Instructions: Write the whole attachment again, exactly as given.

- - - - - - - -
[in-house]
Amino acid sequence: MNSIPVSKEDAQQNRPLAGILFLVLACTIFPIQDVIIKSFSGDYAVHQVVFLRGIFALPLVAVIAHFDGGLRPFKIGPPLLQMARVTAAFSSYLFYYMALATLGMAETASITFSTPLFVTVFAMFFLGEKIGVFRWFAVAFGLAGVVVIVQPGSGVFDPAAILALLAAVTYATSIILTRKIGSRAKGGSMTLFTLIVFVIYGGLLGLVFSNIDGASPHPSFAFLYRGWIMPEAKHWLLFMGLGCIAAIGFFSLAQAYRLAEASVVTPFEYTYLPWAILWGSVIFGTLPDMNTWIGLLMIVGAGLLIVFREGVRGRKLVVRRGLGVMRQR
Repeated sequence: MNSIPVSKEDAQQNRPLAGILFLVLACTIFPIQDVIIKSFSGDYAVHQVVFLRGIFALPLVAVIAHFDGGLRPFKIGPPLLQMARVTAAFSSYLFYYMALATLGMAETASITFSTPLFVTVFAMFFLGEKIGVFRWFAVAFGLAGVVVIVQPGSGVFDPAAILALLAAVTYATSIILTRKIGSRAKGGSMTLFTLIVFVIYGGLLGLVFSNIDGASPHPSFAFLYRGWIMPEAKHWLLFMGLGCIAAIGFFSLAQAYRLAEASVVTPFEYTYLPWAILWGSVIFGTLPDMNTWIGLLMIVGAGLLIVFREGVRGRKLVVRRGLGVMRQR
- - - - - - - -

[in-house]
Amino acid sequence: MNSIPVSKEDAQQNRPLAGILFLVLACTIFPIQDVIIKSFSGDYAVHQVVFLRGIFALPLVAVIAHFDGGLRPFKIGPPLLQMARVTAAFSSYLFYYMALATLGMAETASITFSTPLFVTVFAMFFLGEKIGVFRWFAVAFGLAGVVVIVQPGSGVFDPAAILALLAAVTYATSIILTRKIGSRAKGGSMTLFTLIVFVIYGGLLGLVFSNIDGASPHPSFAFLYRGWIMPEAKHWLLFMGLGCIAAIGFFSLAQAYRLAEASVVTPFEYTYLPWAILWGSVIFGTLPDMNTWIGLLMIVGAGLLIVFREGVRGRKLVVRRGLGVMRQR
Repeated sequence: MNSIPVSKEDAQQNRPLAGILFLVLACTIFPIQDVIIKSFSGDYAVHQVVFLRGIFALPLVAVIAHFDGGLRPFKIGPPLLQMARVTAAFSSYLFYYMALATLGMAETASITFSTPLFVTVFAMFFLGEKIGVFRWFAVAFGLAGVVVIVQPGSGVFDPAAILALLAAVTYATSIILTRKIGSRAKGGSMTLFTLIVFVIYGGLLGLVFSNIDGASPHPSFAFLYRGWIMPEAKHWLLFMGLGCIAAIGFFSLAQAYRLAEASVVTPFEYTYLPWAILWGSVIFGTLPDMNTWIGLLMIVGAGLLIVFREGVRGRKLVVRRGLGVMRQR